The railways that had helped Britain become an industrial power, but which were now haemorrhaging money, were to be cut back brutally. The car would replace the train, Beeching decreed. In doing so, he ushered in an era of vast motorway expansion and cheap motorised transport. The train, deemed dirty and smoky, was earmarked for extinction. If Beeching and other transport planners of the day had had their way, only a rump of inter-city lines would have been left.
Today the makeup of UK transport looks very different from the one envisaged by Dr Beeching. Rail passenger figures have almost doubled over the past 10 years; commuter trains are crammed; young people are deserting the car for the train; and Britain’s railway bosses are struggling to meet soaring demands for seats. The legacy of Beeching – dug-up lines, sold-off track beds and demolished bridges – has only hindered plans to revitalise the network, revealing the dangers of having a single, inflexible vision when planning infrastructure.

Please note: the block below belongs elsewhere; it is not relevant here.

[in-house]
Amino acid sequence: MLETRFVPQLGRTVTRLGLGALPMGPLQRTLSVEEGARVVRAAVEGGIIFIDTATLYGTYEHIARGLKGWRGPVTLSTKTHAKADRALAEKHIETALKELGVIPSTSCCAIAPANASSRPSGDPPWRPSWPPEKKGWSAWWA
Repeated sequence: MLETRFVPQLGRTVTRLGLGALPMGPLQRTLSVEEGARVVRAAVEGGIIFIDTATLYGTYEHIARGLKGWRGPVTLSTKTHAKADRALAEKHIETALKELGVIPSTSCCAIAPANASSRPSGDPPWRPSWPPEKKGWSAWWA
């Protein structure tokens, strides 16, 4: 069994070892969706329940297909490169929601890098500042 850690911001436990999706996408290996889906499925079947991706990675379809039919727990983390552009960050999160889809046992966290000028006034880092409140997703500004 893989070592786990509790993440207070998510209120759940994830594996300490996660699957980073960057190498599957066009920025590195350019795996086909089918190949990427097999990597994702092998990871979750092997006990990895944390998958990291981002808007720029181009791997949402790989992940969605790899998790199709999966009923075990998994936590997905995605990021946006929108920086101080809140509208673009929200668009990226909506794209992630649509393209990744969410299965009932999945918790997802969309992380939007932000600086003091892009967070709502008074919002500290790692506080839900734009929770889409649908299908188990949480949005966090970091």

[…] Examples of the headaches imposed by Beeching’s legacy include the Varsity line that used to link Oxford and Cambridge and which the government now wants to reopen to connect fast-growing Milton Keynes with Oxbridge’s research centres. Rebuilding the disused western section between Oxford and Bedford will cost £270m and could be ready by 2017. But the track bed of the eastern section, between Bedford and Cambridge, was sold decades ago and has since been built on. How transport planners get round this problem remains to be seen.